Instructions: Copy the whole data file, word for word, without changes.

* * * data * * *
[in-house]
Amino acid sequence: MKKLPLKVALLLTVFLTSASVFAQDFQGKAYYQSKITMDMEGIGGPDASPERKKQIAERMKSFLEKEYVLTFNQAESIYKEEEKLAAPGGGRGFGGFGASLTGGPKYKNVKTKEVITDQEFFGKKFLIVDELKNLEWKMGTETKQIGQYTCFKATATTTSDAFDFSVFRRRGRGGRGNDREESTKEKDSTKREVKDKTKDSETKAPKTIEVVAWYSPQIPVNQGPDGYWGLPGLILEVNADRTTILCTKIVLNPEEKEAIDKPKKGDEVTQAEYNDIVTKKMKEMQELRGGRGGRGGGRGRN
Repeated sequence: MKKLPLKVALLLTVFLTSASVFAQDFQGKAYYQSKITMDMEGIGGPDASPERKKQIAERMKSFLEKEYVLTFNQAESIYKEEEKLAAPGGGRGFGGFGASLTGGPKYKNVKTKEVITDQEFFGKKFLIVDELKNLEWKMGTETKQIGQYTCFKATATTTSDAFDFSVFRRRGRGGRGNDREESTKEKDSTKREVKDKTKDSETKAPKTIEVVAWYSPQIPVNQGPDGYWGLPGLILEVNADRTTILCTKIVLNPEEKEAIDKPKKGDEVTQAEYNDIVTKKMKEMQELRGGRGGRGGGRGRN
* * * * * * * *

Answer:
[in-house]
Amino acid sequence: MKKLPLKVALLLTVFLTSASVFAQDFQGKAYYQSKITMDMEGIGGPDASPERKKQIAERMKSFLEKEYVLTFNQAESIYKEEEKLAAPGGGRGFGGFGASLTGGPKYKNVKTKEVITDQEFFGKKFLIVDELKNLEWKMGTETKQIGQYTCFKATATTTSDAFDFSVFRRRGRGGRGNDREESTKEKDSTKREVKDKTKDSETKAPKTIEVVAWYSPQIPVNQGPDGYWGLPGLILEVNADRTTILCTKIVLNPEEKEAIDKPKKGDEVTQAEYNDIVTKKMKEMQELRGGRGGRGGGRGRN
Repeated sequence: MKKLPLKVALLLTVFLTSASVFAQDFQGKAYYQSKITMDMEGIGGPDASPERKKQIAERMKSFLEKEYVLTFNQAESIYKEEEKLAAPGGGRGFGGFGASLTGGPKYKNVKTKEVITDQEFFGKKFLIVDELKNLEWKMGTETKQIGQYTCFKATATTTSDAFDFSVFRRRGRGGRGNDREESTKEKDSTKREVKDKTKDSETKAPKTIEVVAWYSPQIPVNQGPDGYWGLPGLILEVNADRTTILCTKIVLNPEEKEAIDKPKKGDEVTQAEYNDIVTKKMKEMQELRGGRGGRGGGRGRN